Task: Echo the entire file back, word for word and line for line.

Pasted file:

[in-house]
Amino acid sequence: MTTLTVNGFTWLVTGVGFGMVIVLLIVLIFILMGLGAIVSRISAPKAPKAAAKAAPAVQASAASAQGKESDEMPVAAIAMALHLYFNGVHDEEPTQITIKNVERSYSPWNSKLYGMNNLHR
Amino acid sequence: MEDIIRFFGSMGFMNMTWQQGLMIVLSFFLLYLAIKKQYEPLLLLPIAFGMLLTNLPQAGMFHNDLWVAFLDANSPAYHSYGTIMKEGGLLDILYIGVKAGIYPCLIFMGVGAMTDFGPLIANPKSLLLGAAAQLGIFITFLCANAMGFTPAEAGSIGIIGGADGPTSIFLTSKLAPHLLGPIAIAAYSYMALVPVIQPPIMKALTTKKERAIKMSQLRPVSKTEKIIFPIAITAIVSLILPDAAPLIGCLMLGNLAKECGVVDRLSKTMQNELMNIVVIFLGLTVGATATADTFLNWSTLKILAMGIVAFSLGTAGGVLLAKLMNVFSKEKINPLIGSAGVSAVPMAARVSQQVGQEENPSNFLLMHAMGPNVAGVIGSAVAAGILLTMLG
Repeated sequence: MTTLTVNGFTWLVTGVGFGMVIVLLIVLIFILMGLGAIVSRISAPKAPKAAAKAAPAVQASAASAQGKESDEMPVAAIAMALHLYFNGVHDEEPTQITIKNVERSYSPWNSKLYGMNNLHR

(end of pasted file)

[in-house]
Amino acid sequence: MTTLTVNGFTWLVTGVGFGMVIVLLIVLIFILMGLGAIVSRISAPKAPKAAAKAAPAVQASAASAQGKESDEMPVAAIAMALHLYFNGVHDEEPTQITIKNVERSYSPWNSKLYGMNNLHR
Amino acid sequence: MEDIIRFFGSMGFMNMTWQQGLMIVLSFFLLYLAIKKQYEPLLLLPIAFGMLLTNLPQAGMFHNDLWVAFLDANSPAYHSYGTIMKEGGLLDILYIGVKAGIYPCLIFMGVGAMTDFGPLIANPKSLLLGAAAQLGIFITFLCANAMGFTPAEAGSIGIIGGADGPTSIFLTSKLAPHLLGPIAIAAYSYMALVPVIQPPIMKALTTKKERAIKMSQLRPVSKTEKIIFPIAITAIVSLILPDAAPLIGCLMLGNLAKECGVVDRLSKTMQNELMNIVVIFLGLTVGATATADTFLNWSTLKILAMGIVAFSLGTAGGVLLAKLMNVFSKEKINPLIGSAGVSAVPMAARVSQQVGQEENPSNFLLMHAMGPNVAGVIGSAVAAGILLTMLG
Repeated sequence: MTTLTVNGFTWLVTGVGFGMVIVLLIVLIFILMGLGAIVSRISAPKAPKAAAKAAPAVQASAASAQGKESDEMPVAAIAMALHLYFNGVHDEEPTQITIKNVERSYSPWNSKLYGMNNLHR